CEO Lyu has also said that KuCoin had discovered who the hackers were but said that, at the request of law enforcement, it would only be making their identity public “once the case is closed.” In an update posted to Twitter last week, Lyu said that the hunt for the suspects was still in progress.
North Korea has generated an estimated $2 billion using “widespread and increasingly sophisticated” cyberattacks to steal from banks and cryptocurrency exchanges, the monitors reported in 2019.
|North Korean leader Kim Jong Un (Photo: Strait Times)|
North Korea's Kim lays out paths to take with South Korea, external affairs
North Korean leader Kim Jong Un ordered the paths for his ruling Workers’ Party to take with South Korea and external affairs, state media KCNA said on Wednesday.
Kim called last month for more advanced nuclear weapons and said the United States was “our biggest enemy,” presenting a stark challenge to U.S. President Joe Biden just days before he took office.
Kim, who cemented his power at January’s party congress with his election as general secretary, further discussed Pyongyang’s five-year policy plan on the second day of the plenary meeting on Tuesday.
“The General Secretary in the report evinced the militant tasks to be carried out by the People’s Army and the munitions industry this year,” KCNA reported, “and the direction of future action to be taken by the sector in charge of affairs with South Korea and the sector in charge of external affairs, before underscoring the need to thoroughly carry them out without fail.”
|(Photo: Malay Mail)|
While raising the issue of reshaping relations with South Korea “as required by the prevailing situation and the changed times”, Kim has criticised Seoul for offering cooperation in “non-fundamental” areas such as COVID-19 aid and tourism and said it should stop buying arms from and conducting military drills with the United States, as reported by Reuters.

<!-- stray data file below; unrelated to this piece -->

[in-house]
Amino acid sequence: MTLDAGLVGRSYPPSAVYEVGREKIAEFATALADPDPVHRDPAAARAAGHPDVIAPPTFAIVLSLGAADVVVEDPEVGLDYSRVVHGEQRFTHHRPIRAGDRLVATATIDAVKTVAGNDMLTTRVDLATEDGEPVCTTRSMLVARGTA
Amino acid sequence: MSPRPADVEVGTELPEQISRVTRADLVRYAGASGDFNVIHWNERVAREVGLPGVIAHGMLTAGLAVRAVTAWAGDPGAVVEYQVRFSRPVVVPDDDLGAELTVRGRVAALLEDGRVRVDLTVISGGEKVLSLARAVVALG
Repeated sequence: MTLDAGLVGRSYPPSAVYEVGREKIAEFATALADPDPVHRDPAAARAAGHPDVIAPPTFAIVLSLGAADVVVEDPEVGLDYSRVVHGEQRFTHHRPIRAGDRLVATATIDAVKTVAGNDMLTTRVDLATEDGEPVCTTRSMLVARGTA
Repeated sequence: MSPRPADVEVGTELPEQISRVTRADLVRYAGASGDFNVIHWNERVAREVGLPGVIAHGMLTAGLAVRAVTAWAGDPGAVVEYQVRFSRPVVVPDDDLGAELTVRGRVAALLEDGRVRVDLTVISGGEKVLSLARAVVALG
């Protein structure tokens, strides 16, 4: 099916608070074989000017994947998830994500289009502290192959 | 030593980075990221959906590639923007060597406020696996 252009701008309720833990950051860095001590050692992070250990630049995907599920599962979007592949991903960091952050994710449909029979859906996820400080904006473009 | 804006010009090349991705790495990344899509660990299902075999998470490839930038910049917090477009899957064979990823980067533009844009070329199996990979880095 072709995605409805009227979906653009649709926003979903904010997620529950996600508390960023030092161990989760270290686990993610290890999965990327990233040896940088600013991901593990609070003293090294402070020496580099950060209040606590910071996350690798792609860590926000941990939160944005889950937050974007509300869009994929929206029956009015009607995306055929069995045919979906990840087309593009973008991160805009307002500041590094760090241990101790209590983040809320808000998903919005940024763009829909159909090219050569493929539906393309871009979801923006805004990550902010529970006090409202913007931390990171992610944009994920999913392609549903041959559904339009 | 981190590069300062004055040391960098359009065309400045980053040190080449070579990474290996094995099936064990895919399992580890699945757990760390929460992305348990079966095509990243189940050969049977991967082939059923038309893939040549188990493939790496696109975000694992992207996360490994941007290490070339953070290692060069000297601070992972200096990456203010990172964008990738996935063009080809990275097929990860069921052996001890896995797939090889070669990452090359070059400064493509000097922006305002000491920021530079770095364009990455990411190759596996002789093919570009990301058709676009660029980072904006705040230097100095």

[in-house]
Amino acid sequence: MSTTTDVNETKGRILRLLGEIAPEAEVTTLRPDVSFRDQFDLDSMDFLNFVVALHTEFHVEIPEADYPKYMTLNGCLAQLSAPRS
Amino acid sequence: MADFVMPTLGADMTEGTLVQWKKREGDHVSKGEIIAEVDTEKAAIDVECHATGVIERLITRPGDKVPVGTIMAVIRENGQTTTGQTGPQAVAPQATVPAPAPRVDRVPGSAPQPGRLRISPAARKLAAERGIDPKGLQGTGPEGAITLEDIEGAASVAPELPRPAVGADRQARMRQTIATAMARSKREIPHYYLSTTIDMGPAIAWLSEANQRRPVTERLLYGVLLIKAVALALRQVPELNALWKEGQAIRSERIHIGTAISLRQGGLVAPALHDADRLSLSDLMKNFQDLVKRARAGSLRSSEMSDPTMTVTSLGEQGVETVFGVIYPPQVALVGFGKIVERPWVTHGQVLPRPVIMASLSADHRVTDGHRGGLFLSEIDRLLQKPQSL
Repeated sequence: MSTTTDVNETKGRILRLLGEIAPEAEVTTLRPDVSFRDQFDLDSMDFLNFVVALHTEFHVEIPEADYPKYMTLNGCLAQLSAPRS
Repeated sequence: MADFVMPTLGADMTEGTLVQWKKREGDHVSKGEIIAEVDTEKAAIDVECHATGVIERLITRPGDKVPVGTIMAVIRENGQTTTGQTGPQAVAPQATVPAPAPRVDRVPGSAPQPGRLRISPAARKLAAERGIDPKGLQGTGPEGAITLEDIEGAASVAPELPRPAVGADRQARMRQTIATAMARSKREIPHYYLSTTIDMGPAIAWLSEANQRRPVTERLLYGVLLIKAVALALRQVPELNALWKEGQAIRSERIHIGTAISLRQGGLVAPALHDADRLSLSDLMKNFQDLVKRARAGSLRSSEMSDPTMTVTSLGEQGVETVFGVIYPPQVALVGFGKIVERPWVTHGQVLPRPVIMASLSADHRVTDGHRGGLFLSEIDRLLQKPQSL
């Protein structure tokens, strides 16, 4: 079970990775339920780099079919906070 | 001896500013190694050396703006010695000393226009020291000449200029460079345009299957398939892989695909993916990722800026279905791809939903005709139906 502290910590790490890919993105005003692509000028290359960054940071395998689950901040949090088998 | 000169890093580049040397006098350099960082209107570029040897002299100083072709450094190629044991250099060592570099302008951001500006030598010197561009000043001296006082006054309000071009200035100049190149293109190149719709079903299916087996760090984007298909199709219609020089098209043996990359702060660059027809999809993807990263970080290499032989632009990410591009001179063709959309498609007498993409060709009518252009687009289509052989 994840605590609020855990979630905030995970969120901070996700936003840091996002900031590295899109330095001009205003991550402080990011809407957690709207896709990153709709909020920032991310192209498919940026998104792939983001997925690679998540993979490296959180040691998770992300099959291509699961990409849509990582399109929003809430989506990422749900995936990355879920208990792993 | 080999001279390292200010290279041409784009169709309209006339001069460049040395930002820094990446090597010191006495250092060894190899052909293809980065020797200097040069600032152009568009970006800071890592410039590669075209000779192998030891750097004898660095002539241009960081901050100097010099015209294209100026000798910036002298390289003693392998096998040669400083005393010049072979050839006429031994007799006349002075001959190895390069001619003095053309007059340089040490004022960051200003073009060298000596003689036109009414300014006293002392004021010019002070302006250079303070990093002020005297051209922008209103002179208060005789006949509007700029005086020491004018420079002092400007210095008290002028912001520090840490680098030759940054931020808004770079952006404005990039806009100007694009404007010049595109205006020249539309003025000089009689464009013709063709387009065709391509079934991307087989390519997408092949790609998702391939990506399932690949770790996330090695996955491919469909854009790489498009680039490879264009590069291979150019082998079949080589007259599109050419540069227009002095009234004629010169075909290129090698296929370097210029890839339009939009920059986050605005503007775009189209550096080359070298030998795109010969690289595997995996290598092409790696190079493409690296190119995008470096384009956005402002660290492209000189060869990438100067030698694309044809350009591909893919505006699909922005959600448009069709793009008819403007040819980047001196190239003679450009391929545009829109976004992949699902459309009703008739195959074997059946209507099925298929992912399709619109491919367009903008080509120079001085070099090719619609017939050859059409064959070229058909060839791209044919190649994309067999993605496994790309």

South Korea’s new foreign minister said on Tuesday he was confident about coordinating North Korea policy with the United States despite earlier signs of differences.
Gold price prediction – prices consolidate as the dollar falls
Gold prices consolidated, attempting mid-day to test higher levels but were rejected near resistance. The yellow metal move came despite a drop in the dollar index and easing US Treasury yields. Employers added slightly more job posts late last year in the United States, but hiring slipped as the labor market ended 2020 on an uncertain note.
|(Photo: Economic Times)|
Gold prices attempted to move higher but ran into resistance near the 50-day moving average at 1,856. Short-term support is seen near the 10-day moving average at 1,834. Short-term momentum has turned positive as the fast stochastic generated a crossover buy signal. Medium-term negative momentum is decelerating as the MACD (moving average convergence divergence) histogram is printing in negative territory with a rising trajectory, which points to consolidation, FX Empire reported.